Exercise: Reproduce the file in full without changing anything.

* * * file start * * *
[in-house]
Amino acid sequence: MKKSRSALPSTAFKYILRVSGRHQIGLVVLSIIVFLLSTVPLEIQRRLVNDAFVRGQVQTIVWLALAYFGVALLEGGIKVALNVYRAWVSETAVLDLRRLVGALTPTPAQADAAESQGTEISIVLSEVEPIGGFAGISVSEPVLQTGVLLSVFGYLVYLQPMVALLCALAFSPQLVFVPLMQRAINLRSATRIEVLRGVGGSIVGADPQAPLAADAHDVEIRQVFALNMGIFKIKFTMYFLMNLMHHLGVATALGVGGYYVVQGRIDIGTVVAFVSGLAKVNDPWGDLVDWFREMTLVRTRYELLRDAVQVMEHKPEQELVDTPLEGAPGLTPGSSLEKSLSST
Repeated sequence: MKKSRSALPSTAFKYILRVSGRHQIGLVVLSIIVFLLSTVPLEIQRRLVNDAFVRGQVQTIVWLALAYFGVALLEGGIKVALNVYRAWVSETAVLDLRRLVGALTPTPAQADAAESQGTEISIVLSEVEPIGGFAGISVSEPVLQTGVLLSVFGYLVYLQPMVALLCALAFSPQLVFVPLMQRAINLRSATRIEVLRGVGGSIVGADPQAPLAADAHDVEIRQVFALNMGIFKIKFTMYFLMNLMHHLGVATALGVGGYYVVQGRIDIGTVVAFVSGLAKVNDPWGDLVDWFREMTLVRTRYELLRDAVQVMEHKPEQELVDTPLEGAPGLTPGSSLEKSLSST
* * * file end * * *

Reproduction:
[in-house]
Amino acid sequence: MKKSRSALPSTAFKYILRVSGRHQIGLVVLSIIVFLLSTVPLEIQRRLVNDAFVRGQVQTIVWLALAYFGVALLEGGIKVALNVYRAWVSETAVLDLRRLVGALTPTPAQADAAESQGTEISIVLSEVEPIGGFAGISVSEPVLQTGVLLSVFGYLVYLQPMVALLCALAFSPQLVFVPLMQRAINLRSATRIEVLRGVGGSIVGADPQAPLAADAHDVEIRQVFALNMGIFKIKFTMYFLMNLMHHLGVATALGVGGYYVVQGRIDIGTVVAFVSGLAKVNDPWGDLVDWFREMTLVRTRYELLRDAVQVMEHKPEQELVDTPLEGAPGLTPGSSLEKSLSST
Repeated sequence: MKKSRSALPSTAFKYILRVSGRHQIGLVVLSIIVFLLSTVPLEIQRRLVNDAFVRGQVQTIVWLALAYFGVALLEGGIKVALNVYRAWVSETAVLDLRRLVGALTPTPAQADAAESQGTEISIVLSEVEPIGGFAGISVSEPVLQTGVLLSVFGYLVYLQPMVALLCALAFSPQLVFVPLMQRAINLRSATRIEVLRGVGGSIVGADPQAPLAADAHDVEIRQVFALNMGIFKIKFTMYFLMNLMHHLGVATALGVGGYYVVQGRIDIGTVVAFVSGLAKVNDPWGDLVDWFREMTLVRTRYELLRDAVQVMEHKPEQELVDTPLEGAPGLTPGSSLEKSLSST